Interview with Choreographic Assistants for Forsythe’s Pas/Parts: Jill Johnson and Christopher Roman


How would you describe Forsythe’s work style and creative process? 

Christopher: Working for Bill [Forsythe] is like working in a laboratory. He’s always revealing new things, screwing up, starting over, converting and revamping, trying and inventing new things. Bill assembles his work in pockets and layers and arranges them in a specific and special way that nobody else can.

Jill: He is not confined to one style. He is consistently influenced by the moment. Like the saying goes, “reduce, reuse, and recycle.” The process informs what we are doing. It’s always evolving. For Bill, dance is not a finished product that can be confined to a museum. It’s living, breathing, and changing.

Christopher: He defies categorization. He’s constantly using the world for inspiration.

Yuan Yuan Tan, Wei Wang and Christopher Roman rehearse Forsythe's Pas/Parts. (© Erik Tomasson)

Yuan Yuan Tan, Wei Wang and Christopher Roman rehearse Forsythe’s Pas/Parts. (© Erik Tomasson)

Jill: People think of him in a contemporary light, but he’s really an expert in the classical form. He really understands classical ballet, so he can use it all to inform his work. He is able to find a way to bridge all these forms of movement and expression. The dancers are like researchers in Bill’s laboratory. They need help to see how things work for them. Bill will feed off whoever he has in front of him. There’s never a finished product.

Christopher: He is process-oriented, not finished product-oriented. Every step has meaning and importance. Bill has the ability to harness the dancers’ unique expression. A work that has no narrative, like Pas/Parts, is not without meaning. So he empowers the dancers to utilize their talents not just as dancers, but as humans.

Jill: There’s a freedom and permission to share new ideas towards a common goal that is constantly changing. His big concept is “it starts at any point.” He can take inspiration from anything, any one moment, or step, or thing, with the intention that no idea should be wasted. Including what the dancers put forth.

William Forsythe, Maria Kochetkova and Francisco Mungamba rehearse Forsythe's Pas/Parts. (© Erik Tomasson)

William Forsythe, Maria Kochetkova, and Francisco Mungamba rehearse Forsythe’s Pas/Parts. (© Erik Tomasson)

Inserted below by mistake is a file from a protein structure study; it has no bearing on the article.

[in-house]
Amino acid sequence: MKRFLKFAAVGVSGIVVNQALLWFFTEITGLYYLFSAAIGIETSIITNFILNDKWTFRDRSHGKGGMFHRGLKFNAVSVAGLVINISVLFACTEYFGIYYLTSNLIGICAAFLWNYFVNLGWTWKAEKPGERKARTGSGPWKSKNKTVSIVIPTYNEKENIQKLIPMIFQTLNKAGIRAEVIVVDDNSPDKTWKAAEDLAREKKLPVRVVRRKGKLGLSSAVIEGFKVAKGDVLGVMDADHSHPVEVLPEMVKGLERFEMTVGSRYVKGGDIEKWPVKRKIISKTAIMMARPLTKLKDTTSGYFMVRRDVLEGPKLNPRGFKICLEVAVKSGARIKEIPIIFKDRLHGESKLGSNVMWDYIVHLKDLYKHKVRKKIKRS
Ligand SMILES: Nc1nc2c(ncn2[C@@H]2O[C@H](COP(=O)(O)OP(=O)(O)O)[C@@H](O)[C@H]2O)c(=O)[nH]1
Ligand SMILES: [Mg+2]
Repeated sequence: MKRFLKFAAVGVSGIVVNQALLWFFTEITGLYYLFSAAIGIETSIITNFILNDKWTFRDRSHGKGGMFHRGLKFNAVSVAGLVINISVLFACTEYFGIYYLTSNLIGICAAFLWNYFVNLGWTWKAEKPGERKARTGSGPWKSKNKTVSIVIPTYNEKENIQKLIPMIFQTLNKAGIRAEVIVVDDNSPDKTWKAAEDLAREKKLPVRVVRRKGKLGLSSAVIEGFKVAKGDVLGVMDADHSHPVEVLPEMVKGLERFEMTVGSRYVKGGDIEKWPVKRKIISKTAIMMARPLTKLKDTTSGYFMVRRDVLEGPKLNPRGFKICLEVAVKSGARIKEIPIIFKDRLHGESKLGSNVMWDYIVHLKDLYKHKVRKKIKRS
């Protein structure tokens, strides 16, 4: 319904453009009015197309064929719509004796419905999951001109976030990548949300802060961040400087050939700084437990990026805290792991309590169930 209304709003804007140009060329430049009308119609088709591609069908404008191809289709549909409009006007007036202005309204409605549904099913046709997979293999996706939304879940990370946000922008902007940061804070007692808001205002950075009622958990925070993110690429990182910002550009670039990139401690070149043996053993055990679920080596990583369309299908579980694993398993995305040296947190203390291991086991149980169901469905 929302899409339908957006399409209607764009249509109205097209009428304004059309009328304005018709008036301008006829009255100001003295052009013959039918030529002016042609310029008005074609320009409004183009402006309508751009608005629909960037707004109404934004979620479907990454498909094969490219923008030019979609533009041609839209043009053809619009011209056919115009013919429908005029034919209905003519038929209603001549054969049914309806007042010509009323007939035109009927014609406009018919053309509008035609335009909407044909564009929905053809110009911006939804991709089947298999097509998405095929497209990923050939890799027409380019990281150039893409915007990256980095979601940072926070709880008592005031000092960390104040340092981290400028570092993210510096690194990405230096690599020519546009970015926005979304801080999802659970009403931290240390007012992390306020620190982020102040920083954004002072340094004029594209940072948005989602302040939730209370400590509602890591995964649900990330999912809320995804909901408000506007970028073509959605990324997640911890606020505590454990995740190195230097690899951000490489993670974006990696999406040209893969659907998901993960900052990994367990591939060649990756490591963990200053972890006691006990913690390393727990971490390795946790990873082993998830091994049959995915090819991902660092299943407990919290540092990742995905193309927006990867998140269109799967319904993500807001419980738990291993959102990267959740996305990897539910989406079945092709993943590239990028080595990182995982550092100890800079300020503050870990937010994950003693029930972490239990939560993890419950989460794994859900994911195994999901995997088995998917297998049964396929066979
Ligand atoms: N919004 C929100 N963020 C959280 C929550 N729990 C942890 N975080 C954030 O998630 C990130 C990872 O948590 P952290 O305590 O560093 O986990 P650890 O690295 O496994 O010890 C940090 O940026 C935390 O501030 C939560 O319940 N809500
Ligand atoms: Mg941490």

Pas/Parts was created on the Paris Opéra Ballet in 1999, and is being given its North American premiere by SF Ballet this season. How will the product seen here compare to the original? 

Christopher: The version of Pas/Parts that will premiere here in San Francisco has the same spirit as the original, although it will have been greatly renovated. Just as the original, Pas/Parts gives the dancers agency to create something meaningful. By the virtue of time passing, 16 years in this case, the work is influenced by that time. When Bill works with the dancers, he will inform them. They’ll dig into the work and find new things. And San Francisco will get to see what that is!

Jill: The dancers are invited to make decisions. They’ll make decisions that inform what goes on stage. Bill often has a powerful effect on dancers, and sometimes we won’t even recognize a dancer after they’ve worked with him.

Lorena Feijoo and Pascal Molat rehearsing Artifact Suite with William Forsythe. (© Erik Tomasson)

Lorena Feijoo and Pascal Molat rehearsing Artifact Suite with William Forsythe. (© Erik Tomasson)

What has it been like for you to work with the SF Ballet dancers?

Jill: It goes without saying these dancers are extraordinarily talented. They are generous, fast, and have good eyes. They’re willing and open.

Christopher: They’re super musical and incredibly willing to interpret the music and soundscape.

What can the audience expect of Pas/Parts? Anything specific to be aware of or look for?

Christopher: There is no expectation of what to “get” with Pas/Parts. The audience is not expected to take it all in all the time. Like a Jackson Pollock painting, there can be so many perceptions. You make it what it is. It is subject to interpretation. There are five brand new sections to what the San Francisco audience will see. It’s like a new ballet in many ways. It’s almost like San Francisco is getting a world premiere.

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